South Sudan‘s army and anti-government rebels have both accused one another of violating a ceasefire just hours after it came into effect.
The peace agreement, in place since 00:01 local time on Sunday, was brokered earlier this week after days of internationally mediated talks in neighbouring Ethiopia to allow for humanitarian aid to get to civilians caught up in the fighting.
It marked the latest attempt to end a devastating civil war that began in 2013 when forces loyal to President Salva Kiir started fighting those allied to his former deputy, Riek Machar.
However, a spokesman for Machar’s SPLA-IO group said in a statement on Sunday that rebel bases in the north of the country had come under “the most aggressive attack” earlier in the day.
Lam Paul Gabriel said the group’s fighters had “repulsed” an attack by government troops in northern Koch County.
He added that SPLA-IO positions in southwestern Yei County were being bombarded and accused the military of sending in soldiers to attack rebel bases in the western Wau region.
“These are all acts against the peace process as the government in Juba wants the SPLA-IO to respond so that war continues and they continue to loot the resources of the country,” said Gabriel.
Speaking to Al Jazeera, Lul Ruai Koang, a spokesman for the army, denied the allegations.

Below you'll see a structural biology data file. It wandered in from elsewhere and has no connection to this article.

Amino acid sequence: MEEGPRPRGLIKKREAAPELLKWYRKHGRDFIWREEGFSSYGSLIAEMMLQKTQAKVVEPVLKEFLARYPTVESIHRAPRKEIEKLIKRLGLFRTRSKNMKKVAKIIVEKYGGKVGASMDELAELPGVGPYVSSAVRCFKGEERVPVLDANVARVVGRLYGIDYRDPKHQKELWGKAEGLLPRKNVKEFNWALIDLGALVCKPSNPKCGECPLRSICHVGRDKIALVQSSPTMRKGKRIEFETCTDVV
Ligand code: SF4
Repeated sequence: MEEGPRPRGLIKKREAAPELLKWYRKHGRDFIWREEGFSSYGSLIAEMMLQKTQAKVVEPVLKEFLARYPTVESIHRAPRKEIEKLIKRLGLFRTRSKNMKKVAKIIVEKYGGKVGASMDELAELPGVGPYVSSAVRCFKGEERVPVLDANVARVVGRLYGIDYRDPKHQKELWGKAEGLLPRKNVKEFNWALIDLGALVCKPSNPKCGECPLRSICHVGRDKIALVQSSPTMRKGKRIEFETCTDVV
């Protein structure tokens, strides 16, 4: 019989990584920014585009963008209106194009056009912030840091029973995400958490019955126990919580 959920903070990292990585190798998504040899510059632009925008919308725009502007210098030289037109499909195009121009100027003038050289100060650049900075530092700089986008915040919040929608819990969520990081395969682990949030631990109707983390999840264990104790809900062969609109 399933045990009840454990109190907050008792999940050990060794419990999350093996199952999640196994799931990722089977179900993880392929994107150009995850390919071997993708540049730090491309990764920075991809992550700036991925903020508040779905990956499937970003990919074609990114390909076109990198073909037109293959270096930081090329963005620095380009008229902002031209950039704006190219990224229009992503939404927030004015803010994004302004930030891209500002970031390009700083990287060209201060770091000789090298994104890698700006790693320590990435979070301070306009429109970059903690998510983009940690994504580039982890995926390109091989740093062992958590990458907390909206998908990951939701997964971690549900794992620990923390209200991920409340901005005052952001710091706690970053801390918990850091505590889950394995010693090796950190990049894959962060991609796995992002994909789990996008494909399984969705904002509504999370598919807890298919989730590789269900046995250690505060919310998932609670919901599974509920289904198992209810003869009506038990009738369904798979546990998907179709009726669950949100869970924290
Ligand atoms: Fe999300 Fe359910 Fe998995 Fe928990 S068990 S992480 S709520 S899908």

“It’s actually the opposite … The rebels violated the ceasefire today in Koch,” he said by phone.
Koang accused the SPLA-IO of instigating the attacks in Koch, adding that government troops regained control of the Bieh Payam town in the area by afternoon.
There were no clashes in the country late on Sunday, he said.
Koang also accused the armed opposition’s forces of ambushing an aid convoy in southern Amadi state on Saturday.
“The fighting is an indication that the rebels are not in full control of their troops,” Koang said, adding that the government would continue to respect the truce.
South Sudan’s warring sides agreed on Thursday in Ethiopia’s capital, Addis Ababa, to end hostilities and “immediately freeze in their locations”.
They also said they would grant unhindered access for aid workers to all areas and release all political detainees as well as abducted women and children.
South Sudan plunged into civil war just two years after gaining independence when Kiir accused Machar, who he had sacked earlier in 2011, of plotting a coup.
The clashes that followed between forces loyal to Kiir – who is from the Dinka ethnic group – and rebels allied to Machar – a Nuer – set off a cycle of retaliatory killings that have split the world’s newest country along ethnic lines.
A peace accord was signed two years later, and Machar returned to the capital in April 2016 to share power with Kiir.
The deal, however, collapsed in July and violence broke out. Machar went into exile and the fighting continued with new armed opposition groups joining the war over the past year.
The conflict has resulted in tens of thousands of people being killed and a quarter of the country’s 12 million population forced from their homes
According to the UN, six million people – half of the country’s population – are in desperate need of humanitarian assistance.
More than 1.2 million are at risk of famine if humanitarian assistance is not delivered by next year.
South Sudan won independence from Sudan in 2011.